Article

Time-Integrated Fluorescence Cumulant Analysis and Its Application in Living Cells.

Department of Anatomy and Structural Biology, Albert Einstein College of Medicine, Bronx, New York, USA
Methods in enzymology (Impact Factor: 1.9). 01/2013; 518C:99-119. DOI: 10.1016/B978-0-12-388422-0.00005-4
Source: PubMed

ABSTRACT Time-integrated fluorescence cumulant analysis (TIFCA) is a data analysis technique for fluorescence fluctuation spectroscopy (FFS) that extracts information from the cumulants of the integrated fluorescence intensity. It is the first exact theory that describes the effect of sampling time on FFS experiment. Rebinning of data to longer sampling times helps to increase the signal/noise ratio of the experimental cumulants of the photon counts. The sampling time dependence of the cumulants encodes both brightness and diffusion information of the sample. TIFCA analysis extracts this information by fitting the cumulants to model functions. Generalization of TIFCA to multicolor FFS experiment is straightforward. Here, we present an overview of the theory, its implementation, as well as the benefits and requirements of TIFCA. The questions of why, when, and how to use TIFCA will be discussed. We give several examples of practical applications of TIFCA, particularly focused on measuring molecular interaction in living cells.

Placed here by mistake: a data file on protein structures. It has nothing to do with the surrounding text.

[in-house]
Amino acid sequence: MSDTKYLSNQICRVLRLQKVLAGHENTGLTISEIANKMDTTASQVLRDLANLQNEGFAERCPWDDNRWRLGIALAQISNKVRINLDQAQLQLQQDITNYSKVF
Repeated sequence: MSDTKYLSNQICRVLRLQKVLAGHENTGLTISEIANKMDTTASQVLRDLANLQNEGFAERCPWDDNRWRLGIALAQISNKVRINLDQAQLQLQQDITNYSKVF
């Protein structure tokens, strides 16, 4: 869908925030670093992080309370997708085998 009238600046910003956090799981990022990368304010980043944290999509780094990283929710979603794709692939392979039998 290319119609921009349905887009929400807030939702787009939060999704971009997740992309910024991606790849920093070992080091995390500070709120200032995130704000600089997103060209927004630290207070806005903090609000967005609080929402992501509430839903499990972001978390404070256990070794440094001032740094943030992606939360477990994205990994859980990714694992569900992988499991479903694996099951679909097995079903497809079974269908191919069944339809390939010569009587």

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    ABSTRACT: Fluorescence fluctuation spectroscopy (FFS) techniques provide information at the single-molecule level with excellent time resolution. Usually applied at a single spot in a sample, they have been recently extended into imaging formats, referred to as imaging FFS. They provide spatial information at the optical diffraction limit and temporal information in the microsecond to millisecond range. This review provides an overview of the different modalities in which imaging FFS techniques have been implemented and discusses present imaging FFS capabilities and limitations. A combination of imaging FFS and nanoscopy would allow one to record information with the detailed spatial information of nanoscopy, which is ∼20 nm and limited only by fluorophore size and labeling density, and the time resolution of imaging FFS, limited by the fluorescence lifetime. This combination would provide new insights into biological events by providing spatiotemporal resolution at unprecedented levels. Expected final online publication date for the Annual Review of Physical Chemistry Volume 65 is March 31, 2014. Please see http://www.annualreviews.org/catalog/pubdates.aspx for revised estimates.
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